Margaret Sullivan is the media columnist for the Washington Post. As a professional news consumer, she can confirm Noah's observation that the coverage of the big event was tilted toward the visuals. The wordsmiths never had a chance. Never mind who won the negotiation, when it comes to the optics Sullivan says pageantry won, skepticism lost.
MARGARET SULLIVAN: The overall impression was that this was a moment in history, you know, the historic handshake.
BROOKE GLADSTONE: In front of our flags intertwined with that of probably the worst totalitarian dictatorship on the planet.
MARGARET SULLIVAN: This was pageantry and stagecraft and something to be very, very proud of. The other iconic image was the dual signing of this document, which, days afterwards, we know, really, there's not much in it.
BROOKE GLADSTONE: So did the media respond to what turned out to be --
MARGARET SULLIVAN: Not so much?
BROOKE GLADSTONE: Not so much, not so much appropriately?
MARGARET SULLIVAN: Well, I saw the coverage turn not the day of the summit, not really the day afterwards but the following day. Then all of a sudden it was sort of, like, oh wow, you know what? There's really not much in that document. And now cooler heads were starting to prevail and you would see different words and headlines and a much more questioning, a much more skeptical tone. And this is an overall impression, it's not about any particular front page or any particular broadcast. But, on balance, it took 36 hours for that to happen.
BROOKE GLADSTONE: And before it did, there were a few headlines that I think you found nettlesome.
MARGARET SULLIVAN: Trump says there will be no more wargames. That does actually sound pretty good, doesn't it? But when you realize that this was something that the United States did in support of its ally, South Korea, and that ending that would undercut that alliance, it takes on a different tone. So the words do matter. I mean, I even saw a, an AP tweet that said something like, Trump says the nuclear problem is over.
I mean, those weren’t exactly the right words. When you report something like that straight, even in a tweet, you’re really lacking in context, and that’s not so good.
BROOKE GLADSTONE: How do you think the legitimate news business should have ordered its priorities?
MARGARET SULLIVAN: Well, we can't control the imagery and we can't control what is said but what we can control is how much attention we pay to it. Not that it should be ignored, it’s a big, big story, but there are so many other important things that are happening. And we do the same thing too often when Trump makes an outrageous statement or does a tweet storm; he says, jump and we say, how high?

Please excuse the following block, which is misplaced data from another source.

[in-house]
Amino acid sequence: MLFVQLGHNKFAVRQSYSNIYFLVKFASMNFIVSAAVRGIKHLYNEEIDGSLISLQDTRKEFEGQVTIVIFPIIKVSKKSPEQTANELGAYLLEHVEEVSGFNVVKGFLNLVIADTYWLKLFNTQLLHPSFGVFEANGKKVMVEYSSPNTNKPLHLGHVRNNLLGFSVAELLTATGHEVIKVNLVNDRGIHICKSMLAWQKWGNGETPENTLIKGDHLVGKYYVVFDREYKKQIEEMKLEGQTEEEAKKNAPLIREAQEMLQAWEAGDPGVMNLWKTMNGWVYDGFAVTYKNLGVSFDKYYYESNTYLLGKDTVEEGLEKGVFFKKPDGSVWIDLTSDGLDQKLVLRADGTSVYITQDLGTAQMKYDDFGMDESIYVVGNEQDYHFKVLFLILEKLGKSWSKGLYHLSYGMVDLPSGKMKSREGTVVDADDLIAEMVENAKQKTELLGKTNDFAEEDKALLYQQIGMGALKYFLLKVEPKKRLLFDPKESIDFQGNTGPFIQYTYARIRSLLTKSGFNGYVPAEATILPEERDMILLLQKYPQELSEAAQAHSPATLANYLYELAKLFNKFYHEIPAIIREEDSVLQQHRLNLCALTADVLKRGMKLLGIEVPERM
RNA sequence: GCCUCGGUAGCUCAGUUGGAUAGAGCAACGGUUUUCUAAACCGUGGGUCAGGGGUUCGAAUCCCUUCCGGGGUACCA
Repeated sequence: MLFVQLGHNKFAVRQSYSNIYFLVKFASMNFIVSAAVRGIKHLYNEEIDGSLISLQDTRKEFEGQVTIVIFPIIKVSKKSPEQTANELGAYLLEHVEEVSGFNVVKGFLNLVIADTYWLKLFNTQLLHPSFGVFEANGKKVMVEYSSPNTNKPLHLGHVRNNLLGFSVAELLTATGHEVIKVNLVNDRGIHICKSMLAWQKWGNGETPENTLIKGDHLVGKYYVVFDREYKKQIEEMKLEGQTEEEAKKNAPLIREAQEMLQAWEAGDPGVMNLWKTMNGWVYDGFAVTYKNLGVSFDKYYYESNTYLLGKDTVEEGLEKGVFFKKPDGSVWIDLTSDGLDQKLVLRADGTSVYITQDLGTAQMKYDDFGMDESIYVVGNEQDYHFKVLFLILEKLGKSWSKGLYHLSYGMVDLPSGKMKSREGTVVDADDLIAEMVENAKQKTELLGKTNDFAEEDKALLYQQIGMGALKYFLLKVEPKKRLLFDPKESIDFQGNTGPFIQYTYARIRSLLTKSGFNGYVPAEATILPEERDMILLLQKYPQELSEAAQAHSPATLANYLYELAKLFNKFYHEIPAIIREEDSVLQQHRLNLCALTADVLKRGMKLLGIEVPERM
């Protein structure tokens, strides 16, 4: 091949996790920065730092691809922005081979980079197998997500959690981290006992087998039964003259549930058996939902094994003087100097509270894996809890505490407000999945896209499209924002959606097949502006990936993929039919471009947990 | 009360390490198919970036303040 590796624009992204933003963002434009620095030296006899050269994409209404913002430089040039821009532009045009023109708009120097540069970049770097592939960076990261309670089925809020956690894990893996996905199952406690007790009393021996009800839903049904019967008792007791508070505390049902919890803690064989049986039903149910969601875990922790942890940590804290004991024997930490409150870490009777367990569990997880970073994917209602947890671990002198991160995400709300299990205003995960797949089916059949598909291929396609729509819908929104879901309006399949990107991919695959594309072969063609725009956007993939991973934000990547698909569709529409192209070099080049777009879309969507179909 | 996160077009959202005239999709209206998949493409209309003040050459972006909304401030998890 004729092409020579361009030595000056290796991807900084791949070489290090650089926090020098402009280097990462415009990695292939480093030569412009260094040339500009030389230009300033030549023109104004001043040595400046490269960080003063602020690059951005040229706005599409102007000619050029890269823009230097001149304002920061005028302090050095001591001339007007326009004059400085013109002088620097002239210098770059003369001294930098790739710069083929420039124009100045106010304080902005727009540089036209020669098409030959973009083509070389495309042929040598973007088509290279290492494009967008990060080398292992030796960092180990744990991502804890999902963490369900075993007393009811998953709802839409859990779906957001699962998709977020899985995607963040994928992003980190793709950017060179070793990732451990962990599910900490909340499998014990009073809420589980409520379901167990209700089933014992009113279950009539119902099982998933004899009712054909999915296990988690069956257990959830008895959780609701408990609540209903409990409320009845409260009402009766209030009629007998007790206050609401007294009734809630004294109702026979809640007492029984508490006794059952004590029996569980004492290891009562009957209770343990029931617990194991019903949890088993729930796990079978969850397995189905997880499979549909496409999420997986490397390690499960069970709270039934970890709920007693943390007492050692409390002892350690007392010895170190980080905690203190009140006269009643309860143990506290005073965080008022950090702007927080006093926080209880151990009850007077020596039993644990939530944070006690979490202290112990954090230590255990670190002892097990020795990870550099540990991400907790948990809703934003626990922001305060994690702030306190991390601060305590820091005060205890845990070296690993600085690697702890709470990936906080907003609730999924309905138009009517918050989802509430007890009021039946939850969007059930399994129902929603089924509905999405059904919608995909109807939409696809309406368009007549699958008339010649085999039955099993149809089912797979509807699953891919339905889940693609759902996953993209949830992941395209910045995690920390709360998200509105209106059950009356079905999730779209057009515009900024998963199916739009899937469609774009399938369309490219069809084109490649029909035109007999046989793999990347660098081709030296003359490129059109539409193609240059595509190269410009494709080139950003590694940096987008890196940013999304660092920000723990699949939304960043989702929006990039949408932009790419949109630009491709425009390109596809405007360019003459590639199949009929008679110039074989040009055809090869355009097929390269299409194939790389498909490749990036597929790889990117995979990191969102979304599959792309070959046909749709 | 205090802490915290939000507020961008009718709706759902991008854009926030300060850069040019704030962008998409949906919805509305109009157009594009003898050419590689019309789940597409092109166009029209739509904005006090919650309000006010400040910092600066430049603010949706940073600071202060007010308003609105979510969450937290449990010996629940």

BROOKE GLADSTONE: Okay, so now we’re at the event, all right? Cue the music. How would you have liked it to have been covered, ‘cause a lot of that was just waiting around?
MARGARET SULLIVAN: More historical context, less excitement, more perspective. We could look back, for example, at the history of North Korea and its leadership and how its people have suffered. And there was some of that. On the CBS Evening News the night that the summit was happening, they had an interview with a young North Korean woman, who had become an American citizen, talking about how members of her family had starved to death. But then it was right back to the flags and the signing and the handshakes and all of that. And, meanwhile, you had Trump saying, this is such a talented man, he loves his country and I can tell you his country loves him. So it was a little bit of a reality check, but did it really make an impact? No, not really.
BROOKE GLADSTONE: We are now in the after-aftermath [LAUGHS] of this event. I, for one, want to know more of what is known about North Korea.
MARGARET SULLIVAN: Well, you’re out of luck, I’m afraid, because we’ve moved [LAUGHS] on to other things. There’s a blast of information, some of it too credulous, and then afterwards not much. A quick peek and then it’s over.
BROOKE GLADSTONE: As everyone knows at this point, there is a bifurcated nation and a bifurcated media. Fox is making fun of the left for being in an awkward position because of this enormous triumph, while the left and center media say, you know, they’re not talking about killing each other anymore, so that's a good thing.
MARGARET SULLIVAN: Right. They took us to the brink and pulled back from the brink and so that's supposed to be a huge triumph. You know, I don't really buy this idea that we’re bifurcated. Of course, we are very split as a country and our media present different stories but, actually, what there is, is the Fox News ecosystem, what's built around them, and a lot of other places that try to present a more realistic view of things.
BROOKE GLADSTONE: Well, try but not very hard because we've just seen this event, which could have been presented much more clearheadedly.
MARGARET SULLIVAN: Part of it is that we’re used to covering presidents a certain way. We have norms. The president makes a big historic visit, we take the statement for what it is and then we do the fact check afterwards.
One of the things we need to do as much as possible is challenge and context and fact check as these things are being said, in real time. We don't seem to have the right tools for it or maybe we don't have the will for it. I don't know which it is. But we end up covering Trump like a normal president, and he’s just not.
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BROOKE GLADSTONE: Margaret, thank you very much.
MARGARET SULLIVAN: Thank you very much.
BROOKE GLADSTONE: Margaret Sullivan is the Washington Post’s media columnist.
BOB GARFIELD: Coming up, the trumpeted threat from the “Great White North.”
BROOKE GLADSTONE: This is On the Media.
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